An interesting legal tactic.
Anthem to data breach victims: Maybe the damages are your own darned fault
Insurance giant Anthem has effectively scared off possible victims of a 2015 data breach by asking to examine their personal computers for evidence that their own shoddy security was to blame for their information falling into the hands of criminals.
Some of the affected Anthem customers sued for damages they say resulted from the breach but then withdrew their suits after Anthem got a court order allowing the exams.
The examiners would be looking only for evidence that their credentials or other personal data had been stolen even before the Anthem hack ever took place, according to a blog by Chad Mandell, an attorney at LeClairRyan.
“If that proved to be true, it would call into question whether the plaintiffs’ alleged injuries had truly been caused by the Anthem hack,” he writes.  

Is this based on the discovery of potential terrorist or a need to be seen “doing something?”  Has anyone asked to see the results of these searches?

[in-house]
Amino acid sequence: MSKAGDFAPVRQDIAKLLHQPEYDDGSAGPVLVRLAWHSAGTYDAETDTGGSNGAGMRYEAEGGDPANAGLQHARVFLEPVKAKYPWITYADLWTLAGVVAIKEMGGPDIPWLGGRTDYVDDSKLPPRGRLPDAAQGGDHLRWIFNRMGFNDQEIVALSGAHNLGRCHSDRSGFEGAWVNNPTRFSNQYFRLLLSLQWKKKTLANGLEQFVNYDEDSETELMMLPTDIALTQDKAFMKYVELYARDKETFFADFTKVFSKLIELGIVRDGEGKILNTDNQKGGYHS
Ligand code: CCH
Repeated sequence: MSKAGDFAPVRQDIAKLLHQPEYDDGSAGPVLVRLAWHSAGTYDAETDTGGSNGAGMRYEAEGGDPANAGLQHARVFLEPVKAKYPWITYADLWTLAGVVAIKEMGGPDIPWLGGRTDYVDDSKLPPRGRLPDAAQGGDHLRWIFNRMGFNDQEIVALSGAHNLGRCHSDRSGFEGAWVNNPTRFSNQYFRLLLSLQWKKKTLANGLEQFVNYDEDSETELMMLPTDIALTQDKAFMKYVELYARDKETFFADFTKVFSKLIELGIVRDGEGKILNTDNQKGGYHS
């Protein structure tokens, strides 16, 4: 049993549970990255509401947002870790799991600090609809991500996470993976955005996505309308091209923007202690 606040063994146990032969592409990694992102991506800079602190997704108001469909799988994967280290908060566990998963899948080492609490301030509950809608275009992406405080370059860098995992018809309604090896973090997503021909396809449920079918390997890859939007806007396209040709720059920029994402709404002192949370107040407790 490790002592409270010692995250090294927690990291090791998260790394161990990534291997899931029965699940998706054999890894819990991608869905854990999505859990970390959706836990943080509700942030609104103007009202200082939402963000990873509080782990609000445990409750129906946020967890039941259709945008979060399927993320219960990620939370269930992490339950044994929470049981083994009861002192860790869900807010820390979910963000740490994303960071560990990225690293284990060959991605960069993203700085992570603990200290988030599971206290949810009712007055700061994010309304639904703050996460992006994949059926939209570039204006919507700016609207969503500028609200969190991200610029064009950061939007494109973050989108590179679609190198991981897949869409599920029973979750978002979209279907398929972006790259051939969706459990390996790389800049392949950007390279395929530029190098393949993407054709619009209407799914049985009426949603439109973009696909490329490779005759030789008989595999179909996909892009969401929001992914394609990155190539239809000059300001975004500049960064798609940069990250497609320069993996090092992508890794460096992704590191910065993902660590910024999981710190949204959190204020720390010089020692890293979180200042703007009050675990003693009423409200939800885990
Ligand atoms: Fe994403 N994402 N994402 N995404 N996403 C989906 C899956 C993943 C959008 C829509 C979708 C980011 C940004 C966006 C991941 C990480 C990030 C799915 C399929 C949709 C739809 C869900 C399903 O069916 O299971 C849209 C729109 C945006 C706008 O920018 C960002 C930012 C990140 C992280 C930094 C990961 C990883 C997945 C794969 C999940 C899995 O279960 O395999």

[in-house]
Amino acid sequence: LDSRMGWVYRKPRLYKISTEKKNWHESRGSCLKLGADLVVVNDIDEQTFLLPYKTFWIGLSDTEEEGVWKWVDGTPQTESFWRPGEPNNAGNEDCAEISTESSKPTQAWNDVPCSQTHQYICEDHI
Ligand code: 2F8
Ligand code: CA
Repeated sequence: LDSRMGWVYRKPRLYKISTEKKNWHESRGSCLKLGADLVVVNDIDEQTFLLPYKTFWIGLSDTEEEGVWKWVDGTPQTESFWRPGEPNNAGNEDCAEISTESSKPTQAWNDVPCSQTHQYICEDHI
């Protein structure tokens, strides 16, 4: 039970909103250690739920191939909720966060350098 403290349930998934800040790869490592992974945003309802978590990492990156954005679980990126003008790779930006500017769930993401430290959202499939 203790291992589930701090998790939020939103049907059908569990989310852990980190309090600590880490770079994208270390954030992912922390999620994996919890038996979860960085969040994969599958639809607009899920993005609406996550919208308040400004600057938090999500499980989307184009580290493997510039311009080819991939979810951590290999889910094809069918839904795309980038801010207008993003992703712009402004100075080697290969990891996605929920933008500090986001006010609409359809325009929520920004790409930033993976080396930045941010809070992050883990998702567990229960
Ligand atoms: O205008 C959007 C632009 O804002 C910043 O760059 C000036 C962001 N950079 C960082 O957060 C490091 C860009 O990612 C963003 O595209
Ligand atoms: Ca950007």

The Steady Rise of Digital Border Searches
New statistics released Tuesday by U.S. Customs and Border Protection reveal that the rate of digital border searches is on pace to quadruple since 2015.  That means more and more travelers entering the U.S. are being asked to turn over their electronic devices to be analyzed.
The increase appears to have begun even before President Donald Trump’s promise to scrutinize incoming visitors with “extreme vetting” measures, some of which included stepping up digital surveillance.  And if Trump’s cabinet gets its way, the trend may accelerate further.  Earlier this year, John Kelly, the secretary of homeland security, told a House committee that foreign visitors should have to give up their online passwords and submit to social-media searches if they want to enter the United States.